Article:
A Polish Winged Hussar rides his horse down the shore of a lake in a grassy meadow surrounded by a thick forest. It is mid-day but the light armor of the Hussar and a gentle breeze keeps him from overheating. His "wings" strapped on the back of his armor and the streamers hanging off of his lance give off an ominous humming noise. The Hussar's horse is used to this and trots along peacefully.
A Byzantine Cataphract approaches the Hussar, confused by the noise. The Cataphract's armored horse is hot and tired, and scared by the noise. It slows down and stops completely as the Cataphract urges his mount onward. The Hussar watches with mild amusement and brings his horse to a stop, ceasing the buzzing noise. The Cataphract raises the visor on his helmet and looks at the Hussar before he lowers his spear, closes the visor, and digs his heels into his horse, urging the beast forward. The Hussar is taken by surprise and takes the spear to his chest, but his steel cuirass deflects the blow and he is only pushed off of his horse. The Cataphract keeps riding off before he turns for a second pass. The Hussar quickly gets back on his horse and urges it forward, the lighter mount quickly taking off down the lake and away from the Cataphract. The buzzing noise again starts and the Cataphract’s horse slows to a nervous trot. The Hussar turns his horse back to face his opponent, lowers his lance, and leans forward, urging his horse forward. The Cataphract’s nervous horse backs up and the rider is unable to control the beast. The Hussar's lance shatters against the armor of the Cataphract but the Byzantine cavalryman is knocked off his horse. The Hussar is left without a rider's weapon and dismounts, aiming with his crossbow. The Cataphract struggles to his feet and takes a crossbow bolt in the breastplate. While it doesn't hit his organs, it knocks him back down on the ground.
The Hussar approaches the downed soldier with his war hammer, and he raises the weapon high for a powerful strike. The Cataphract raises an arm with his Spathi sword tightly gripped, and knocks the War Hammer aside. He rises to a knee and thrusts the short sword into a small unprotected section of the Hussar's thigh. While his Polish opponent doubles over in pain, the Cataphract slashes down at his exposed back but the cuirass stops the damage. The Hussar slams his war hammer into the Cataphract's knee, shattering the bone. The Cataphract yells in pain and makes another wild slash with his sword, deflecting an incoming attack from the hammer. Backing up, the Cataphract stumbles toward his horse for his other weapons while the Hussar loads another bolt into his crossbow. He fires right as the Cataphract takes his Toxoton bow off of a pouch on the saddle, and the bolt wedges into the horse's armor between the plates. The Cataphract's horse, already terrified by the Hussar's wing-noise and tired and hot, makes a feeble attempt to gallop away but stops after a few yards and collapses. The Cataphract is arrowless and throws the bow aside, limping in pain for one final attack.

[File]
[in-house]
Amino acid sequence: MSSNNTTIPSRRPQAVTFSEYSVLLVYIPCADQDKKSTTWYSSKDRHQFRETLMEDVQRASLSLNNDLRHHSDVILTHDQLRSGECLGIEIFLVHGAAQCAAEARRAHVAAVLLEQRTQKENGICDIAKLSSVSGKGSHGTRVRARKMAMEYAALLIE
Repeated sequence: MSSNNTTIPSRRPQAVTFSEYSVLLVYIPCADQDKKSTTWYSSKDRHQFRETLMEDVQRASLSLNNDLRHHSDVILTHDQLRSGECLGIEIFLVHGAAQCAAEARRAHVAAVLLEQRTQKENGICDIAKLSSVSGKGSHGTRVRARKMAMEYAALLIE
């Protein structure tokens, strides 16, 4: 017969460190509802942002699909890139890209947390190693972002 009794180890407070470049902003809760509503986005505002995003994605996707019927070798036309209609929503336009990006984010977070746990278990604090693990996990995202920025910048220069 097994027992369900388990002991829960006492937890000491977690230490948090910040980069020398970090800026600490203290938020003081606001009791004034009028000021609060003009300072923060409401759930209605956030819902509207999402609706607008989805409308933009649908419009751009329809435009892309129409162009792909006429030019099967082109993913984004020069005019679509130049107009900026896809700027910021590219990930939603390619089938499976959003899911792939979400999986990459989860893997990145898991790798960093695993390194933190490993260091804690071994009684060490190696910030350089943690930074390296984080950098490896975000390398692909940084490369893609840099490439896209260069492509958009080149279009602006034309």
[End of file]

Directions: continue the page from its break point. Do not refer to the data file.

The Hussar sidesteps the Cataphract's first stab and pulls his arm out of the way before he makes a crushing blow on the Byzantine's back. Falling onto his bad knee and racked in pain, the Cataphract looks up at the only slightly wounded Pole and makes one final effort, hacking at the Hussar's ankle. The lightly armored limb is severed from the leg and a blood fountain meets the flinching face of the Cataphract. The Hussar falls in agony, dropping his weapon and instinctively grabbing at the stump of a limb. The Cataphract takes an enormous breath and lunges himself on top of his disabled opponent, stabbing his Spathi sword straight into the Polish cavalryman's face, through the nose and into the base of his brain. The Hussar goes limp and the Cataphract can only roll over under the sun, breathing heavily, and shut his eyes as the pain rolls back into his body. Looking up at the Hussar's horse, he decides to search the saddle pouch for any medical supplies that could be there. As he tries to move his leg, the pain causes him to black out.
WINNER: BYZANTINE CATAPHRACT
It was close, so very close. The Hussar was quick and the horrifying noise made by the streamers on his lance and the wings on his back really shook the Cataphract's mounted game, and while the Cataphract's armored horse did allow the Cataphract to stay mounted longer, it also meant fatigue and heat exhaustion would kick in much sooner. The Polish crossbow was a poor choice for mounted combat, and the war hammer was much slower than the Spathi in close-quarters combat. If this is an example of anything, it's that when it comes to two very closely matched warriors, armor matters, and when it comes to mounted warriors, mobility matters. The Cataphract had armor and mobility, and had them in a way that really allowed him to wear the Hussar down. Simply put, the Cataphract's armor protected him and the Hussar's armor didn't.
Battle vs. Knight (by Goddess of Despair)Edit